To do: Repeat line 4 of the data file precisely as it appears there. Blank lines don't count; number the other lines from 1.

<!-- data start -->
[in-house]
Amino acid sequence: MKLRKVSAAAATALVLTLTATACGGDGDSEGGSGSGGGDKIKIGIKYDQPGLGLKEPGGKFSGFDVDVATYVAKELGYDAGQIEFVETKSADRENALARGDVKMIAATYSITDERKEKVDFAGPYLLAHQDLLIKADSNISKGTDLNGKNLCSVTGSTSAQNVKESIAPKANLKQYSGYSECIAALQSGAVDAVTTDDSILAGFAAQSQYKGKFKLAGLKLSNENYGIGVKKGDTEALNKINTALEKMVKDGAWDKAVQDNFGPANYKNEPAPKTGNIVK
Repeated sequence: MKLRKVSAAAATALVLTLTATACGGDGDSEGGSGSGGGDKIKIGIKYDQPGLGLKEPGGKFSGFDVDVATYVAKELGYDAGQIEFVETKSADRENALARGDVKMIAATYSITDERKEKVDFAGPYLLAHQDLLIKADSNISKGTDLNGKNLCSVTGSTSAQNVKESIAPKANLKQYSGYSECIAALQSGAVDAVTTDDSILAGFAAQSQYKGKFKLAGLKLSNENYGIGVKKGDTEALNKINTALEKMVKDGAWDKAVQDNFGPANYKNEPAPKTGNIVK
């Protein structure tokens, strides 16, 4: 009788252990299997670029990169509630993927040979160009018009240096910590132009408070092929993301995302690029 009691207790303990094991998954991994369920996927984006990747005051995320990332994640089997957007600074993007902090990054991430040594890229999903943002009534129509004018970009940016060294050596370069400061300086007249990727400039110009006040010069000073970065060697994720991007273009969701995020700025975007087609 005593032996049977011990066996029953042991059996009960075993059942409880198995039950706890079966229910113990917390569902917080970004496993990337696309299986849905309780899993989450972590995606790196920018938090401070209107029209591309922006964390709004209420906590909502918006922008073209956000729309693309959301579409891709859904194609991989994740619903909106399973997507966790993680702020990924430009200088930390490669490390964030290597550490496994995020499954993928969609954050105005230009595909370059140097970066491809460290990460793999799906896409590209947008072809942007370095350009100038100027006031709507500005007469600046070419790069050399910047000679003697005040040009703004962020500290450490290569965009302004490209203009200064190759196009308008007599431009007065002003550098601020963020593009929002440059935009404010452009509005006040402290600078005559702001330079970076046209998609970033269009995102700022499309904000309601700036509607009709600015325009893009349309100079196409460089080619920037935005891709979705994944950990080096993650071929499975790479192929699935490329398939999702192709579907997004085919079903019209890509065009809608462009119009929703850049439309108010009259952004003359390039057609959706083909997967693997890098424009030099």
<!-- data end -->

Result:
């Protein structure tokens, strides 16, 4: 009788252990299997670029990169509630993927040979160009018009240096910590132009408070092929993301995302690029 009691207790303990094991998954991994369920996927984006990747005051995320990332994640089997957007600074993007902090990054991430040594890229999903943002009534129509004018970009940016060294050596370069400061300086007249990727400039110009006040010069000073970065060697994720991007273009969701995020700025975007087609 005593032996049977011990066996029953042991059996009960075993059942409880198995039950706890079966229910113990917390569902917080970004496993990337696309299986849905309780899993989450972590995606790196920018938090401070209107029209591309922006964390709004209420906590909502918006922008073209956000729309693309959301579409891709859904194609991989994740619903909106399973997507966790993680702020990924430009200088930390490669490390964030290597550490496994995020499954993928969609954050105005230009595909370059140097970066491809460290990460793999799906896409590209947008072809942007370095350009100038100027006031709507500005007469600046070419790069050399910047000679003697005040040009703004962020500290450490290569965009302004490209203009200064190759196009308008007599431009007065002003550098601020963020593009929002440059935009404010452009509005006040402290600078005559702001330079970076046209998609970033269009995102700022499309904000309601700036509607009709600015325009893009349309100079196409460089080619920037935005891709979705994944950990080096993650071929499975790479192929699935490329398939999702192709579907997004085919079903019209890509065009809608462009119009929703850049439309108010009259952004003359390039057609959706083909997967693997890098424009030099």